Undoubtedly correct, given those lies and popular belief in them coincides with CW commencement. After some reflection on this same question, I came up with not even one pre-war press reference to Black confederates. But no lack exists that vilify Black men by every means possible. This itself seems to confess Black confederates are fictional vs. factual. Why else did traditional reports to vilify Black men or women by any means possible undergo a shift in paradigm so rapidly and radically for its time? Catering to wistful southern myths that victims were happy, willing participants in their oppression. This becomes far more likely in view of Black freemen's prior treatment and relative tiny handful of these outcasts who did acts THAT supported, not "IN support OF" rebels. You wrote the 2nd version meant to denote true loyalty or altruistic drive to assist. My revision is purely incidental by definition. Mere positive impact is not clear evidence of true motives that underlie any act. Many acts benefit another have other intent behind them. Just as a few slaveholders were an exception to the rule by fear and oppression, there must have been some Black freedmen with families scattered here or yonder and thus not so big a fool to dare question existing status quo with more care for their own continued existence. And, passive resistance is often far more effective than overt aggression. One prime example is Mary Bowser, a freedwoman who served as Jefferson's "dutiful house slave" and Union spy at the same time.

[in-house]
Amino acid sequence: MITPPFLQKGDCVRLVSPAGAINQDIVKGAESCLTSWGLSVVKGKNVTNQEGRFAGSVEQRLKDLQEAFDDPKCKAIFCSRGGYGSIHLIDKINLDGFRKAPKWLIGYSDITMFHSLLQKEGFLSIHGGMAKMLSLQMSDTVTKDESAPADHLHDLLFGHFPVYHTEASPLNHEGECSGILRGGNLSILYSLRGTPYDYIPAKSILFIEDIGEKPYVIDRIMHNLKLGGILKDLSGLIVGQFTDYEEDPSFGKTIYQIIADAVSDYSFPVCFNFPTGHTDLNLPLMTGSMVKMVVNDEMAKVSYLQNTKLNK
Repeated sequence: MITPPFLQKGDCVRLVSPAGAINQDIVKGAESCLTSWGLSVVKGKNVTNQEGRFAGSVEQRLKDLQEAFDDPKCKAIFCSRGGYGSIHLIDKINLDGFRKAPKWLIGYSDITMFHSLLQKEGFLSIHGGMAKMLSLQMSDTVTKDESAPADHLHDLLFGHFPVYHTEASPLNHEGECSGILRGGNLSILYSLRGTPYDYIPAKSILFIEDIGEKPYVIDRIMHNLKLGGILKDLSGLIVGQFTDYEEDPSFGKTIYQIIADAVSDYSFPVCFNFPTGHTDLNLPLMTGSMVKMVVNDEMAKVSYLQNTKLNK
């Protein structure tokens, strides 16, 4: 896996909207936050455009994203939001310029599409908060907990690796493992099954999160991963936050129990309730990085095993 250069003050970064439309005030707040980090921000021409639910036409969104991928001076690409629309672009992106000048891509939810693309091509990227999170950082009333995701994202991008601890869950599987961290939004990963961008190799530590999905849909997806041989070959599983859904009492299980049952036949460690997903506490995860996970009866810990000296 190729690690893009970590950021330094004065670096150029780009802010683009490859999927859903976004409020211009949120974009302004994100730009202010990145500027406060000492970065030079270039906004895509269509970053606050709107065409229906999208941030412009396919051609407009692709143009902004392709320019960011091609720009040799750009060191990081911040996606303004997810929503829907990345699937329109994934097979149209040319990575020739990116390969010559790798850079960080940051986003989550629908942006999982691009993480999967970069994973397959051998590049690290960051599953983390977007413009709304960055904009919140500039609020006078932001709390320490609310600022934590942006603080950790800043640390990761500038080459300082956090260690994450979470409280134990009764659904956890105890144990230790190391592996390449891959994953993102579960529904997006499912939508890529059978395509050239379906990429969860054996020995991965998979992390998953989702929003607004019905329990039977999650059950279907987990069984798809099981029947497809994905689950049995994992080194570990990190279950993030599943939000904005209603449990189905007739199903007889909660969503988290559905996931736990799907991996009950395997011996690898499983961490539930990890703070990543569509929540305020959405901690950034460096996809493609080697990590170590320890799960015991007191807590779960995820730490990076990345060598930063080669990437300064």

...(E)nd of war did not end these ideas ... {that} persisted ... ever since...
And no doubt will persist until time ends for all mankind. Like all legends or myths, Black confederates exist in the mind of Lost Cause Denialists. But minds are dependent on myths they cut whole cloth or spin from thin air, since collective denial is a vital defense against brute force psych attack by hard-core fact or unadulterated truth. And psych defenses act much as bio immune systems react in direct proportion to external threat severity. The more one confronts or compels, the stronger it resists and longer it repels. So, this big lie won't die unless no creator, facilitator or self-perpetuator exists.
 

CLuckJD

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I have no doubt that there were black Confederates. Similarly I have no doubt they were few in number.
You are one of very few white proponents of "Black confederates" theory or any other topics on this site who has my respect. So, I ask that you clarify your definition for "Confederates" of whatever color. I suspect that is root cause of this debate. Tnx. I await your reply with bated breath :smile:.
 
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thomas aagaard

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Not sure why if the others can be discussed as interesting aberrations, why Black Confederates should meet opposition or even denial to historical discussion that the other rare instances dont seem to.
Because no one claim that 10.000, 50.000, 100.000 or 200.000 women or Muslims enlisted and fought during the war.

And I have seen no one falsify evidence that they did*... unlike the falsified evidence of Black confederates.

And the legal status of women or Muslims was in no way the cause of secession or the war.
The question of slavery was central to why the war happened.



*other than a case or two of women who lived back then who did claim they fought.. when they did not.
 

thomas aagaard